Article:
Reform of the European electricity market – THEMA hosts expert discussion

Five panellists—representing industry, think tanks and government—discussed what is needed to realise a fully renewable electricity system at a panel discussion hosted by THEMA and EWE: 1. Incentivising rapid, large-scale investment 2. Ensuring flexibility 3. Coordinating planning across countries and technologies, and 4. Securing energy supplies

Panel discussions can, at times, be a dull affair, with panellists reiterating their oft-heard talking points without any discussion taking place. Sometimes, however, the stars (or panellists) align just right and a two-hour discussion flies by in no time at all. This is what happened on THEMA and EWE´s recent panel discussion, on October 13th. Overall, the discussion underscored the need for rapid, deep changes to our electricity system.

The five panellists – including representatives from government, business and think tanks – debated the most urgent reforms needed to achieve a fully renewable electricity market in Germany and the EU. The panellists were:

  • Volker Oschmann, Director of Electricity at the German Federal Ministry for Economic Affairs and Climate Action
  • Vera Brenzel, Director of Political Affairs and Communication at TenneT,
  • Torsten Maus, CEO of EWE NETZ GmbH, (distribution system operator in northern Germany)
  • Simon Müller, Director, Agora Energiewende Germany,
  • Georg Zachmann, Senior Fellow at Bruegel

They were joined by an audience of invited energy experts at EWE’s offices, adjacent to Berlin’s iconic Brandenburger Tor, to discuss the pressing reforms needed to German and European electricity markets. THEMA’s entire staff was also in attendance, being in Berlin for a corporate strategy event.

While, outside the windows, the festival of lights painted colourful visions of the future on the Brandenburger Tor, inside, the ongoing invasion of Ukraine and the subsequent energy crisis cast a shadow over proceedings. Despite this, the discussion produced a detailed assessment of the necessary features of the response.

Also driven by questions from the audience, the panel identified and discussed a plethora of small and large challenges. For instance, the current permitting regime is grounded in the idea that the status quo is a worthy fallback position, a premise that is no longer true. At the same time, we don’t just need a lot of new transport, storage and generation infrastructure, we also need this new infrastructure to be appropriately located and resilient to cyber and physical attacks. Meanwhile, Europe is slowly drifting apart in terms of subsidy schemes and price protection measures, threatening to undermine the common energy market and thereby severely endangering security of supply. Rather, better means of coordination and cooperation are needed to succeed in tackling the challenges ahead.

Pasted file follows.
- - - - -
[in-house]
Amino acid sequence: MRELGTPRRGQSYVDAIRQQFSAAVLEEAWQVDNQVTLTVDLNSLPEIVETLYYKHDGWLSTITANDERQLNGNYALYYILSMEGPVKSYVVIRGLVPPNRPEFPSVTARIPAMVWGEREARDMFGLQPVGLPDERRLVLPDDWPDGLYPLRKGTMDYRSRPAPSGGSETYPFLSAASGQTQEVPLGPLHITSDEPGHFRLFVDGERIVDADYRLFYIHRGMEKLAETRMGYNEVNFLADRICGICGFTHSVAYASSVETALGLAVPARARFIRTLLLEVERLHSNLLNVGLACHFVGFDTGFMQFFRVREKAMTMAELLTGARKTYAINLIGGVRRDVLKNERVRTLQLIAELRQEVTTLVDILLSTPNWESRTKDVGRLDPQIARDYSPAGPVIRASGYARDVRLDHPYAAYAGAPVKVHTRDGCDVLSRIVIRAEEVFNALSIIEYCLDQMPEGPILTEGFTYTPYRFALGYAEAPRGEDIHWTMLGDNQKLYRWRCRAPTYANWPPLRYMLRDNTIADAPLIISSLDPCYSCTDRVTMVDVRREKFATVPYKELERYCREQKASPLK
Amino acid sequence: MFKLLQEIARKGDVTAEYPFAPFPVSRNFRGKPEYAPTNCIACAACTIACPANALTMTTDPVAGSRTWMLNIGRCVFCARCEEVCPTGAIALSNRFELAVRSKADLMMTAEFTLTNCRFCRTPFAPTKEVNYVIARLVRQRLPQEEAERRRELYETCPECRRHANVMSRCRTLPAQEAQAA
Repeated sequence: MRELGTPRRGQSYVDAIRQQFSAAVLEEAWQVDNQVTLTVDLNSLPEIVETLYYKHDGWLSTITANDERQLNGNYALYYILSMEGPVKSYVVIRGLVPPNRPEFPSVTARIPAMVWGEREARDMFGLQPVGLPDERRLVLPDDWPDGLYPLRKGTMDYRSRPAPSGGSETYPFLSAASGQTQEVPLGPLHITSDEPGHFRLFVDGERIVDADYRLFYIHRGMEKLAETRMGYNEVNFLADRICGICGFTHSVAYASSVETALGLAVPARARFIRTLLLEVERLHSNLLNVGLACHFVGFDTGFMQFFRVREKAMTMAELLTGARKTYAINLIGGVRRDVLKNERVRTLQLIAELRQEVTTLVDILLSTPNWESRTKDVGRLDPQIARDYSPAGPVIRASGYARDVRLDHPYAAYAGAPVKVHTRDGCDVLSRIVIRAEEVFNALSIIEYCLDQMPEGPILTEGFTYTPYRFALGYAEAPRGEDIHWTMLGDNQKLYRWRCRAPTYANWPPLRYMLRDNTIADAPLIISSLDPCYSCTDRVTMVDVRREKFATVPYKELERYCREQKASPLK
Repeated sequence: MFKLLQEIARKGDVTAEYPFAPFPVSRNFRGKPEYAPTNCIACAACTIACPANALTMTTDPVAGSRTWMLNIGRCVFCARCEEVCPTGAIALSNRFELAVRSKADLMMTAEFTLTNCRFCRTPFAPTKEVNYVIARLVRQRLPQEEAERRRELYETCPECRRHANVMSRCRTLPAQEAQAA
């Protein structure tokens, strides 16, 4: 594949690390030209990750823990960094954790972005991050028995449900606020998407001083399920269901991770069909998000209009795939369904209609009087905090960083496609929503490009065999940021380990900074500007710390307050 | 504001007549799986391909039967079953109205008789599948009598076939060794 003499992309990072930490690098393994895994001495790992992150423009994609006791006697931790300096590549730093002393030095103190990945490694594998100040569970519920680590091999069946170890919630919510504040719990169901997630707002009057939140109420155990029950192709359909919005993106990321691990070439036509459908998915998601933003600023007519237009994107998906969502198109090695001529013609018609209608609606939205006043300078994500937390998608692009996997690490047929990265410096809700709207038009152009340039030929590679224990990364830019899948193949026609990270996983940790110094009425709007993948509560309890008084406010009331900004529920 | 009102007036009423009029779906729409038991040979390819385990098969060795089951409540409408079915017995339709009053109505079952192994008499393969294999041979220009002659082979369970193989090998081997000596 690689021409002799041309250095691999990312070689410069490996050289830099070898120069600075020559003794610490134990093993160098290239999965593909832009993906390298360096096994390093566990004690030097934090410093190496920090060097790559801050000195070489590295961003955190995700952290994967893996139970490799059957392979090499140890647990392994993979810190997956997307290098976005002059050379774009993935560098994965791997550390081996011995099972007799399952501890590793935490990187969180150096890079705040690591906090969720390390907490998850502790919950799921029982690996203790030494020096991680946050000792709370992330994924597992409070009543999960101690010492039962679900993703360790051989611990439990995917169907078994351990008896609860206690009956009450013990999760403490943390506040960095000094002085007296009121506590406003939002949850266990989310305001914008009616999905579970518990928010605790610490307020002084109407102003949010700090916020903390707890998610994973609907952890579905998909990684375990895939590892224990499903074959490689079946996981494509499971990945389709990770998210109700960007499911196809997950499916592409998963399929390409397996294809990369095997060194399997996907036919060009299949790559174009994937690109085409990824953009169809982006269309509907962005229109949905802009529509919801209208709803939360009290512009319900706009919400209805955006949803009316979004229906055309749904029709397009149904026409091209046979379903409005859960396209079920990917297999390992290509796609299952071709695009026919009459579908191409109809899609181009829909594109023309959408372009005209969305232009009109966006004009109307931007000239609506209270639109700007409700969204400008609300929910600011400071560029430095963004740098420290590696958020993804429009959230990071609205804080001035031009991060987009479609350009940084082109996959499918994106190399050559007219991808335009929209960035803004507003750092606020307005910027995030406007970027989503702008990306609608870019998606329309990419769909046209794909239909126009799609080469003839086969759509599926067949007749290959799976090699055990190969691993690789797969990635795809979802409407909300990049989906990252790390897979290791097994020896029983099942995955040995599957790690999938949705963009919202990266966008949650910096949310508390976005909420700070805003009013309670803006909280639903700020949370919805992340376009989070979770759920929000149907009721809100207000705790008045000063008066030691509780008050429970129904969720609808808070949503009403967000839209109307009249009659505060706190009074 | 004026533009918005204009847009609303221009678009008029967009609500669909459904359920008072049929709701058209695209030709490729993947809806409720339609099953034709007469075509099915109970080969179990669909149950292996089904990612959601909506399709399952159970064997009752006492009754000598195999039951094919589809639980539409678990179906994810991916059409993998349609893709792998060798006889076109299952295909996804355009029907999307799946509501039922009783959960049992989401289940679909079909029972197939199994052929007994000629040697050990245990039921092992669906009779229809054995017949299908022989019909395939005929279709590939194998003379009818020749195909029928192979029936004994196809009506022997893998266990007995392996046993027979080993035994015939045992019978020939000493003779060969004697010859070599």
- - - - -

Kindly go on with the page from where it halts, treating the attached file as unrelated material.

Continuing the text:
The panellists agreed on four principles that ought to form the cornerstones of efforts to solve the current and prevent future energy crises:

  1. Build as much as possible, as quickly as possible: The status quo is no longer a viable situation. We need to incentivise investments into the grid, renewable power generation and all sorts of flexibility options.
  2. Build flexibility: Flexibility deserves particular emphasis, despite forming part of the infrastructure needs above. The German Ministry for Economic Affairs estimates that 60 GW of flexible hydrogen-fueled power plants will be needed in Germany alone. Grid capacity will need to be expanded in addition and, as part of this, grid operators ought to be given some influence over demand and generation levels in their grids. EWE explained that activating just 5% of the grid’s demand flexibility in their distribution grid would effectively double the grid´s ability to integrate intermittent renewable generation. Stronger focus on local price signals would be a good way to reward and incentivise flexibility, including across national borders.
  3. Integrate planning: The challenges we face cross national borders, energy carriers and infrastructures. Therefore, the solutions being developed need to be thought about across all of these dimensions. In practical terms: (i) thinking about grid plans and price caps only at the national level will increase costs and emissions; (ii) hydrogen and electricity must be thought about together—hydrogen pipelines might be more efficient in transporting energy from north to south Germany; (iii) grid reinforcement decisions need to be linked to decisions on RES development. All too often in Germany, grid reinforcement only occurs long after congestion has become critical. The system should seek to prevent congestion in the first place rather than depending on it for investment incentives.
  4. Energy security: Russia is at the forefront of everybody´s mind when it comes to energy security. Since the start of Russia´s invasion of Ukraine, German imports of solar panels from China have increased sharply. However, relying on Chinese turbines and solar panels is creating another source of supply risk. As the head of the German security agency BND recently put it: “Russia is the storm, China is climate change.” The EU should build on its well-developed climate plans to promote its industrial energy policy (cf. the US Inflation Reduction Act.), thereby ensuring that those elements critical to energy security can be supplied from within the EU. Several of the panellists also underscored the need for the power infrastructure to be guarded against cyber-attacks.

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